Ruvir is almost 14 months old and these days it has been so hard to understand his palate. We have maintained a vegetarian diet for him and plan to do so until he is at least 2 years old. In Ayurveda, the concept of the digestive fire, agni is not mature and strong enough for a 1 year old to handle meat products. In fact, it will actually further weaken it. With my Ayurvedic knowledge, I have carefully tried to make sure he gets a good balance of different foods and especially grass-fed ghee at least 1-2 teaspoons in a day. He loves his bread and pasta, which is fine once in a while, as moderation is key.
It has been a challenge to figure out what he will be able to pick up with his fingers but also satisfying his palate. We have joked around that Ruvir is a true Ayurveda baby because he loves spices and ghee so much! This week I have finally found a recipe that has endless variations of what vegetables and lentils to use in it. I have seen only positive results so far! As we are entering the fall season I wanted to make something that is vata pacifying.
Veggie Cutlet Recipe
Veggie cutlets are something like a burger except smaller and perhaps the terms is region specific to places like India.
- 3 small beets
- 2 potatoes
- 1/2 cup cooked black lentils
- 2 small carrots
- 1/2 teaspoon turmeric
- 1/2 teaspoon garam masala
- 1 tablespoon garlic clove grated
- 1 tablespoon ginger grated
- 1/4 cup fresh coriander
- salt to taste
- pinch of black pepper
- 1/2 cup of chickpea flour
- 1/2 cup semolina flour
- 2 tablespoons of sesame seeds (unroasted)
Chop and cook the beets, potatoes, carrots and lentils.I used my instantpot and put all of them together with 2 cups of water on high pressure cook mode for 8 minutes.
Once it is all cooked, remove excess water and mash slightly. Add the turmeric, garam masala, garlic, ginger, fresh coriander, salt, pepper and mix well. Add the chickpea flour, semolina flour and sesame seeds and mix.
I would suggest not making the cutlets too well in advance. When they are served fresh, there is nice crispiness to them that doesn’t last for too long. Heat a 1-2 teaspoons of ghee in a non stick pan on medium heat and let it warm up.
Meanwhile, make a small ball of the mix and flatten it out, approximately 3 inches in diameter. It should be relatively firm not soft and mushy. If needed, then add more of the chickpea and semolina flours.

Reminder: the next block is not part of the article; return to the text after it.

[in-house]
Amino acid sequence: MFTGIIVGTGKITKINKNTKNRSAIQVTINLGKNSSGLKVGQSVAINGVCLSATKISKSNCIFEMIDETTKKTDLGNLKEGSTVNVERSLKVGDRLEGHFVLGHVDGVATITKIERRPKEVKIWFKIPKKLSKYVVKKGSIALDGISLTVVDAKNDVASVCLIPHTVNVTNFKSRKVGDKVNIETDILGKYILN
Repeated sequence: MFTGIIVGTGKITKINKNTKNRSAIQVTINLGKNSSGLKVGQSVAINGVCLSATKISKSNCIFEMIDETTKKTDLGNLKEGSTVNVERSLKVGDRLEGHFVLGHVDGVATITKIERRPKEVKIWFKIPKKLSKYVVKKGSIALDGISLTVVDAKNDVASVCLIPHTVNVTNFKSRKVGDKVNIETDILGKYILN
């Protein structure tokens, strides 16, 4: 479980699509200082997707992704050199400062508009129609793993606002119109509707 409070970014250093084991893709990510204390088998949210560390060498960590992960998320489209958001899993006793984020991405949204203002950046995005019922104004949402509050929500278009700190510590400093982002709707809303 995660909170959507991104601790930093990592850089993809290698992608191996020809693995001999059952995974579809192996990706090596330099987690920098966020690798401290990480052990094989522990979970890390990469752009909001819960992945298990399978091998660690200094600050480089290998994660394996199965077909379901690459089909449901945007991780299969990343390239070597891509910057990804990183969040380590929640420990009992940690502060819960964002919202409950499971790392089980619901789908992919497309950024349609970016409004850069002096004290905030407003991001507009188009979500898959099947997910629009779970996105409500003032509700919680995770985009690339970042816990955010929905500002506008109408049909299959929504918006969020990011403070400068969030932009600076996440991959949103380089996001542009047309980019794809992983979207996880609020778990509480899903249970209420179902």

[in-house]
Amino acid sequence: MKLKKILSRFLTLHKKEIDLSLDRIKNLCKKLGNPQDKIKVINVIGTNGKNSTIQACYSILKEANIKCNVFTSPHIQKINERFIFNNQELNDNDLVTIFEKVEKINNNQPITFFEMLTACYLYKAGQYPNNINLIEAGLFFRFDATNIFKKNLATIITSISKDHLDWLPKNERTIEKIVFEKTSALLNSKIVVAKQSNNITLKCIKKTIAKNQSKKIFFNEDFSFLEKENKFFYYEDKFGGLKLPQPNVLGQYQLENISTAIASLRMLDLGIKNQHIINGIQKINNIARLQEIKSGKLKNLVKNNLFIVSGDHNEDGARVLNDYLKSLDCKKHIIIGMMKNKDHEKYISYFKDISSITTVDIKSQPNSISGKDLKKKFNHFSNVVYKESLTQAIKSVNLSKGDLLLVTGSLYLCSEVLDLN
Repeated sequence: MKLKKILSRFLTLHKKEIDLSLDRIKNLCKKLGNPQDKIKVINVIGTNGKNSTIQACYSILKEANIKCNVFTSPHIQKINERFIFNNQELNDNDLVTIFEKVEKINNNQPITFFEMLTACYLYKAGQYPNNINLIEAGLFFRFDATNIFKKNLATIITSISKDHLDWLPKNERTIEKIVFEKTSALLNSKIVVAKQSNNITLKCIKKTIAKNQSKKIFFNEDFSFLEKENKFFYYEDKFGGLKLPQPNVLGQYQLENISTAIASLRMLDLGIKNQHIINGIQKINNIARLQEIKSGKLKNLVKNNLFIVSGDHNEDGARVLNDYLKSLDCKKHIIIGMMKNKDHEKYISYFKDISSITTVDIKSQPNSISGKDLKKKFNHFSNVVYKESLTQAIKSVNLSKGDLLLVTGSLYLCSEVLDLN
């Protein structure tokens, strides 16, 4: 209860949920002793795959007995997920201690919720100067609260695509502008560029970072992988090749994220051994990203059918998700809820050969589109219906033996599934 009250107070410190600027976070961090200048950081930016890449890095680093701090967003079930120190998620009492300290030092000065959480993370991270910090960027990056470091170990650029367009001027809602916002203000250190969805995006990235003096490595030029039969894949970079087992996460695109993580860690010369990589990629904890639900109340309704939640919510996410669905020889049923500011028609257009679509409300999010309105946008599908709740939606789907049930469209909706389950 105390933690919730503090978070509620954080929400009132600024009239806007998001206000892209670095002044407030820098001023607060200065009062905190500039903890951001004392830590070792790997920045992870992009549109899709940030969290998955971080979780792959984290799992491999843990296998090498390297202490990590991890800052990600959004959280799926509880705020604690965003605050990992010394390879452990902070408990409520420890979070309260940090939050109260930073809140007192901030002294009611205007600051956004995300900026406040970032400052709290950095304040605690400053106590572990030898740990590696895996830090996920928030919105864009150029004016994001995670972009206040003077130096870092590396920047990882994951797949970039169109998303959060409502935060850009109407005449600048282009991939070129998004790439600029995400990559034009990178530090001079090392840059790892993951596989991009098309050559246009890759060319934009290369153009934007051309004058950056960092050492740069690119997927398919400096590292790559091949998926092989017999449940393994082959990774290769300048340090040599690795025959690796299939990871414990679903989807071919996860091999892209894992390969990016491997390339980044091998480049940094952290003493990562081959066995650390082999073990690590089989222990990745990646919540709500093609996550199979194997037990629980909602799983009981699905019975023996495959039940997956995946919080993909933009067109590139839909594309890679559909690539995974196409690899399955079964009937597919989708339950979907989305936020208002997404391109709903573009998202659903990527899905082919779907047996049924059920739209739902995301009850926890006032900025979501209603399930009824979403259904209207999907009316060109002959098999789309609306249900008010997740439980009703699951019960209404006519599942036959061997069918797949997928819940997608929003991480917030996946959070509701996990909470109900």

After many trials and errors, I have found that sometimes when it is too thick it does not cook well from the inside. Add 2-3 flattened round cutlets in the pan and wait for a few minutes for the edges to get crispy, and then flip over. I usually keep flipping every few minutes until I have reached the perfect crispy texture.
- 1/2 cup grass-fed yogurt
- 1 few pinches of roasted cumin
- a pinch of salt or black salt
- Mix it all together and serve with the cutlet.
If serving for toddlers that are self feeding, wait for the cutlet to cool down. Cut it up unto small pieces and serve. If for some reason they feel it is a bit dry, dipping them in the yogurt will help if you have already introduced dairy.
Beets and carrots are vata pacifying, as they are root vegetables and sweet in nature.
Potatoes are pitta and kapha pacifying as they are astringent.
The spices used are all heating in nature and great for vata and kapha,
Sesame seeds are vata pacifying, they are heating and sweet.
Semolina is vata pacifying, it is a form of wheat and it is heavy.
Chickpea flour is pitta and kapha pacifying because it is astringent.
Ghee is tri-doshic.
Yogurt is vata pacifying because of its sour taste.
Roasted cumin powder is tri-doshic.
Black salt is vata pacifying.
Overall, this is a vata pacifying recipe that takes into consideration to also partially balance kapha too.